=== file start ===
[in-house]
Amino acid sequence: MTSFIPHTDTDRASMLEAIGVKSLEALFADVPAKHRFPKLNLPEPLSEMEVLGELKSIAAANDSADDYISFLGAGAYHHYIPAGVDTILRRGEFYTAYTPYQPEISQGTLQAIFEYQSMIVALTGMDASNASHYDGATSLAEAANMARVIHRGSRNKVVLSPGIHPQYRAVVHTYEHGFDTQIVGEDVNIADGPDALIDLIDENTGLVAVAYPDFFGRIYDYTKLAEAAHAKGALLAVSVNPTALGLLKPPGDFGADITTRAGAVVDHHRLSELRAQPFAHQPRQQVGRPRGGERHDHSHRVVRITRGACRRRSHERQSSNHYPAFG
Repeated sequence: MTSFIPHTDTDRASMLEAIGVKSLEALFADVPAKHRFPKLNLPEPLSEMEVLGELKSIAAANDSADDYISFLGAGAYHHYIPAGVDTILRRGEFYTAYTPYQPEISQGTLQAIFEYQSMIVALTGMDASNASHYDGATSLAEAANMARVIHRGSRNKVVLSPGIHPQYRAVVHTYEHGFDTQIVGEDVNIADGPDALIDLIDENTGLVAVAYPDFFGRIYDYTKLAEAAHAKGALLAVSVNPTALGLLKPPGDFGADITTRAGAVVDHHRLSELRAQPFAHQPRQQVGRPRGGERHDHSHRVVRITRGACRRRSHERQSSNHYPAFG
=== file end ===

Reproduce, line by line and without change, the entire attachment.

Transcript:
[in-house]
Amino acid sequence: MTSFIPHTDTDRASMLEAIGVKSLEALFADVPAKHRFPKLNLPEPLSEMEVLGELKSIAAANDSADDYISFLGAGAYHHYIPAGVDTILRRGEFYTAYTPYQPEISQGTLQAIFEYQSMIVALTGMDASNASHYDGATSLAEAANMARVIHRGSRNKVVLSPGIHPQYRAVVHTYEHGFDTQIVGEDVNIADGPDALIDLIDENTGLVAVAYPDFFGRIYDYTKLAEAAHAKGALLAVSVNPTALGLLKPPGDFGADITTRAGAVVDHHRLSELRAQPFAHQPRQQVGRPRGGERHDHSHRVVRITRGACRRRSHERQSSNHYPAFG
Repeated sequence: MTSFIPHTDTDRASMLEAIGVKSLEALFADVPAKHRFPKLNLPEPLSEMEVLGELKSIAAANDSADDYISFLGAGAYHHYIPAGVDTILRRGEFYTAYTPYQPEISQGTLQAIFEYQSMIVALTGMDASNASHYDGATSLAEAANMARVIHRGSRNKVVLSPGIHPQYRAVVHTYEHGFDTQIVGEDVNIADGPDALIDLIDENTGLVAVAYPDFFGRIYDYTKLAEAAHAKGALLAVSVNPTALGLLKPPGDFGADITTRAGAVVDHHRLSELRAQPFAHQPRQQVGRPRGGERHDHSHRVVRITRGACRRRSHERQSSNHYPAFG